Public Libraries of Maine

Cities A-B

Alfred (Parson's Memorial Library)

Still in use.

 

 

Card by Eastern Illustrating.

Maine seems very focused on public library service. Every hamlet has its library. Something I have never seen for other states is the State Library of Maine's Maine Answers Tough Times resource.

Augusta (Lithgow Library)

This is a confusing library, in that the Library did receive $9,000 in Carnegie funding, according to the Library's history page. Yet, it doesn't appear on any lists of Carnegie libraries.

Dexter Press/Eastern Illustrating postcard calls this the 'Litheau Library.' Lithgow was Llewellyn Lithgow, local merchant, who left a $20,000 bequest in 1881. It was built in 1896, and expanded in 1979.

 

According to the Library, its style is Romanesque Renaissance.

Bangor

Although this was not a Carnegie library, it shares a resemblance with Illinois' Freeport Carnegie library and its Galesburg library, lost to fire. The current building, along with the high school, were planned by the architects of Peabody & Stearns, of Boston, of course, in 1912--after a fire. Its renovation and addition date to 1997. Its roots date back to the library of the Bangor Mechanic Association.

(L) This C.T. American Art (Curt Teich) card
was mailed in 1917.

(R) Although this is called an American Art Post Card,this postcard doesn't have Curt Teich QC. Pierce is misspelled as 'Peirce Memorial' in the caption.

Bar Harbor
Bar Harbor Village Library

The book Bar Harbor, by Earle G. Shettleworth Jr., shows a very similar postcard, and asserts that this building was erected in 1890.

 

Mundane, unattributed monochrome card, mailed in 1906.

Bar Harbor (Jesup Memorial Library)

Dedicated in 1911. Still in use.

(L) Thought to be a Curt Teich reprint.

(R) Leighton & Valentine Card with an unevenly divided back, photographed to show off the building's symmetry.I believe that Hugh C. Leighton merged with Valentine Souvenir, possibly due to the Great War.

Bath (Patten Free Library)

Built in 1890: still in use, with 2 additions.
Especially on the righthand card, the library facade looks a touch horrified.
This looks like a very inefficient use of space, but I like the building anyway. The link will show you an interior view, if you're curious.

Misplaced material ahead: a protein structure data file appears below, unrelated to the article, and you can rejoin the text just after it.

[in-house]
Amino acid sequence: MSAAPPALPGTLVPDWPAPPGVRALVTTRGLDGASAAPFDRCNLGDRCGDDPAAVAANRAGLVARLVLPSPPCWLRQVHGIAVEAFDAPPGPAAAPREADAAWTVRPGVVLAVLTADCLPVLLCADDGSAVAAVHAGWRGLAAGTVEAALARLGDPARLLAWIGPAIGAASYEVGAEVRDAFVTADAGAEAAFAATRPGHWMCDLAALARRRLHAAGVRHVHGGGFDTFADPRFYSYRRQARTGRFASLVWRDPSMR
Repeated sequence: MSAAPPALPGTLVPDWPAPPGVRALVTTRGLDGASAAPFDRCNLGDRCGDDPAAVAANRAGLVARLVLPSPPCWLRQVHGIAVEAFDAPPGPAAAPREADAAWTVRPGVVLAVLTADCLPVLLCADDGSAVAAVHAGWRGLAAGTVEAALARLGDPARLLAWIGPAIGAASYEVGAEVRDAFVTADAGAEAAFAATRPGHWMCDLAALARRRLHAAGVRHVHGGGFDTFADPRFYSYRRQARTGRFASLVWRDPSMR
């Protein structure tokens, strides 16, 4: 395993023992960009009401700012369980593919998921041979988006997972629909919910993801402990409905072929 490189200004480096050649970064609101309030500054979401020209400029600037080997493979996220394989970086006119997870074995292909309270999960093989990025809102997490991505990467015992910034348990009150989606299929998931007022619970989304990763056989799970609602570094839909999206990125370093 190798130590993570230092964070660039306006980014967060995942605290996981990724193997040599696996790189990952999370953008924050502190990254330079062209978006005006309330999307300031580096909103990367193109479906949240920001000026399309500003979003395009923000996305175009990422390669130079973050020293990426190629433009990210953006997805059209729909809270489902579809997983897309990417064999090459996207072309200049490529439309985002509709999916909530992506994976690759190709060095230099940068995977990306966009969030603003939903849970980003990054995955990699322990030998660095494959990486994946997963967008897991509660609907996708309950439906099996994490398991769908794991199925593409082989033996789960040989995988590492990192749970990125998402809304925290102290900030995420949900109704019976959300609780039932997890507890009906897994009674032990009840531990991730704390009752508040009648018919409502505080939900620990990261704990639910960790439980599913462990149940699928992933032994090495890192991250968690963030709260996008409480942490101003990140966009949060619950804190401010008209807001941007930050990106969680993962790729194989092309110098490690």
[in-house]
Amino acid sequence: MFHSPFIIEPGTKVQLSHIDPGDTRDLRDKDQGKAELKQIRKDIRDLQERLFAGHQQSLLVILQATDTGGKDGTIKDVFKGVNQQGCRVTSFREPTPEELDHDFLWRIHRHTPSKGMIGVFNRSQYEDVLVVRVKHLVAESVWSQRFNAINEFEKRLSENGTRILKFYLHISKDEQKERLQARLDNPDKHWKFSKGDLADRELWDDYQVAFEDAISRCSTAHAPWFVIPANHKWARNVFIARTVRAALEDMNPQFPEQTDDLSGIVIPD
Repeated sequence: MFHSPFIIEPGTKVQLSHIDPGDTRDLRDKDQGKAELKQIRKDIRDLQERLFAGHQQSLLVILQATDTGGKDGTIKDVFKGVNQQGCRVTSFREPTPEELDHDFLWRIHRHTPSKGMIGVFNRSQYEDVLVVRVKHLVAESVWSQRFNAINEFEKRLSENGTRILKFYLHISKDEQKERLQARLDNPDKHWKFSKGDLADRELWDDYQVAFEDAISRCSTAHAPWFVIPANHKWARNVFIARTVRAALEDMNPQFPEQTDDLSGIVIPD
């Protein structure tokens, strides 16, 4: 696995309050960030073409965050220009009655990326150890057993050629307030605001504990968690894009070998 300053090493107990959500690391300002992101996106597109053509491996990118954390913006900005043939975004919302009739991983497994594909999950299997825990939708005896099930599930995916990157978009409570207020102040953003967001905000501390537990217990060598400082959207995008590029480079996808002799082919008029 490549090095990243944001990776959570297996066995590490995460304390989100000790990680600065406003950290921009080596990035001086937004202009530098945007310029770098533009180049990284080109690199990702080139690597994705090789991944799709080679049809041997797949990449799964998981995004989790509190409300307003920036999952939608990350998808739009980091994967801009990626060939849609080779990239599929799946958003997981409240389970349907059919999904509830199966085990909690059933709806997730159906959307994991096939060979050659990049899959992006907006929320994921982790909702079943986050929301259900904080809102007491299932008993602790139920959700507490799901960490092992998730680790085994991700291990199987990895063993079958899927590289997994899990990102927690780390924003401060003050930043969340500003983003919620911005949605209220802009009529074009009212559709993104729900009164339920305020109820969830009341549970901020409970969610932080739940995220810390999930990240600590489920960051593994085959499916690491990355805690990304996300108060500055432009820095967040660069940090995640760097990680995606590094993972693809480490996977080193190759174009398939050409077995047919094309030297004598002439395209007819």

(R) Bucolic setting, in another image captured on a Tichnor Quality View postcard, never mailed.

Belfast

An 1888 building almost could have served as a model for the latter Carnegie 'Standard Plan.' It's still in use, with 4 additions, the latest in 2000. It makes for a rather clunky, but functional building.
I like both these cards, but some of the details in the street view are wonderful. Many New England cards were Hugh C. Leighton products that were printed in Germany.

Boothbay Harbor

The current building is the 1840s Greek Revival residential structure, slightly altered, shown on the attractive 1946 Curt Teich linen post card (L).
I have a second card, with nearly identical view, by American Art Postcard Co. of Boston. Hmm.

(R) Beautiful photo card by McDougall & Keefe, mailed in 1928.

Biddeford (McArthur Library)

Built in 1902.

 

A millworker, Elizabeth Stevens, and Robert McArthur (and his family), were the forces behind this library building. It is still in use.

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The German postcard was mailed in 1907.

Bridgton

(L) Pioneer post card, mailed in 1905.
(R) Tinted German card predates 1907.

 

I believe that this was the original, 1895 building. No knowledge as to its fate.

Brunswick (Curtis Memorial Library)

Curt Teich card, with a date code signifying a publication date between 1908 and 1910.

 

1904 building. Its benefactor, William J. Curtis, asked Andrew Carnegie to withdraw his grant, as Curtis 'cherished the idea of presenting to his native town a library building as a tribute to his father's memory.' Also according to the Library's website, the building required a 1973 addition of 10,000 square feet.

Bucksport (Buck Memorial Library)

Dual publishing information:
American Art Post Card Co. and C.T. American Art Colored, an early Curt Teich imprint.

 

Built by architect George Clough, according to Machias' library's history page.

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Bridgton Highlands (Walker Library)

1892 building, standing adjacent to a country club. Of course, it's no longer a library.

 

Hugh C. Leighton postcard, mailed in 1910.

 

 

Established 1906.Its neighboring Hyde House holds the library's book store. I suspect its customers are tourists and summer people.

©2015-2019  Judy Aulik
Contact me at (my first name) at roadmaps (dot) org.

 

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